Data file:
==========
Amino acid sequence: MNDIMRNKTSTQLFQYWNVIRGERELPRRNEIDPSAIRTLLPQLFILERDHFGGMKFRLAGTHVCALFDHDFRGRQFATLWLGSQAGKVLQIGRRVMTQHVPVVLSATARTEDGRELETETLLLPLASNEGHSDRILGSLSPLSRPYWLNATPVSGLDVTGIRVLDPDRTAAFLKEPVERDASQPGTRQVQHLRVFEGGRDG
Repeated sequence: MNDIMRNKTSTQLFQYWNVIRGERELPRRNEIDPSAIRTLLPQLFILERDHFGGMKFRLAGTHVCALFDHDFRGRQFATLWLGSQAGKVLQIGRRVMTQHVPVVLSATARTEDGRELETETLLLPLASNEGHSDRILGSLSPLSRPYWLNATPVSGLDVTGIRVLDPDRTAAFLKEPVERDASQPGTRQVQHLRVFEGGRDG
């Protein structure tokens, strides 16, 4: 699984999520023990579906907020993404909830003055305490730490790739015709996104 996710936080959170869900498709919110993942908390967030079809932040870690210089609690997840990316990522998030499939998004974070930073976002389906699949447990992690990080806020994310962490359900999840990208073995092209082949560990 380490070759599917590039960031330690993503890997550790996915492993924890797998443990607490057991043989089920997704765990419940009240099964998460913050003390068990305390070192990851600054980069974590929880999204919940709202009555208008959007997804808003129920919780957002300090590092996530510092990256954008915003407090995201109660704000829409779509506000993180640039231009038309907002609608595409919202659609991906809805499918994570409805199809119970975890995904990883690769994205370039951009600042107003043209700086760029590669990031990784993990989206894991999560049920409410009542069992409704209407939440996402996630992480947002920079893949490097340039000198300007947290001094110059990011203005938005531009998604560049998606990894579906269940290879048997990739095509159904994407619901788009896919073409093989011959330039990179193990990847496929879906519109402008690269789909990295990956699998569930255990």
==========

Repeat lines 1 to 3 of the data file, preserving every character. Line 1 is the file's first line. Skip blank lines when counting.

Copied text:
Amino acid sequence: MNDIMRNKTSTQLFQYWNVIRGERELPRRNEIDPSAIRTLLPQLFILERDHFGGMKFRLAGTHVCALFDHDFRGRQFATLWLGSQAGKVLQIGRRVMTQHVPVVLSATARTEDGRELETETLLLPLASNEGHSDRILGSLSPLSRPYWLNATPVSGLDVTGIRVLDPDRTAAFLKEPVERDASQPGTRQVQHLRVFEGGRDG
Repeated sequence: MNDIMRNKTSTQLFQYWNVIRGERELPRRNEIDPSAIRTLLPQLFILERDHFGGMKFRLAGTHVCALFDHDFRGRQFATLWLGSQAGKVLQIGRRVMTQHVPVVLSATARTEDGRELETETLLLPLASNEGHSDRILGSLSPLSRPYWLNATPVSGLDVTGIRVLDPDRTAAFLKEPVERDASQPGTRQVQHLRVFEGGRDG
């Protein structure tokens, strides 16, 4: 699984999520023990579906907020993404909830003055305490730490790739015709996104 996710936080959170869900498709919110993942908390967030079809932040870690210089609690997840990316990522998030499939998004974070930073976002389906699949447990992690990080806020994310962490359900999840990208073995092209082949560990 380490070759599917590039960031330690993503890997550790996915492993924890797998443990607490057991043989089920997704765990419940009240099964998460913050003390068990305390070192990851600054980069974590929880999204919940709202009555208008959007997804808003129920919780957002300090590092996530510092990256954008915003407090995201109660704000829409779509506000993180640039231009038309907002609608595409919202659609991906809805499918994570409805199809119970975890995904990883690769994205370039951009600042107003043209700086760029590669990031990784993990989206894991999560049920409410009542069992409704209407939440996402996630992480947002920079893949490097340039000198300007947290001094110059990011203005938005531009998604560049998606990894579906269940290879048997990739095509159904994407619901788009896919073409093989011959330039990179193990990847496929879906519109402008690269789909990295990956699998569930255990």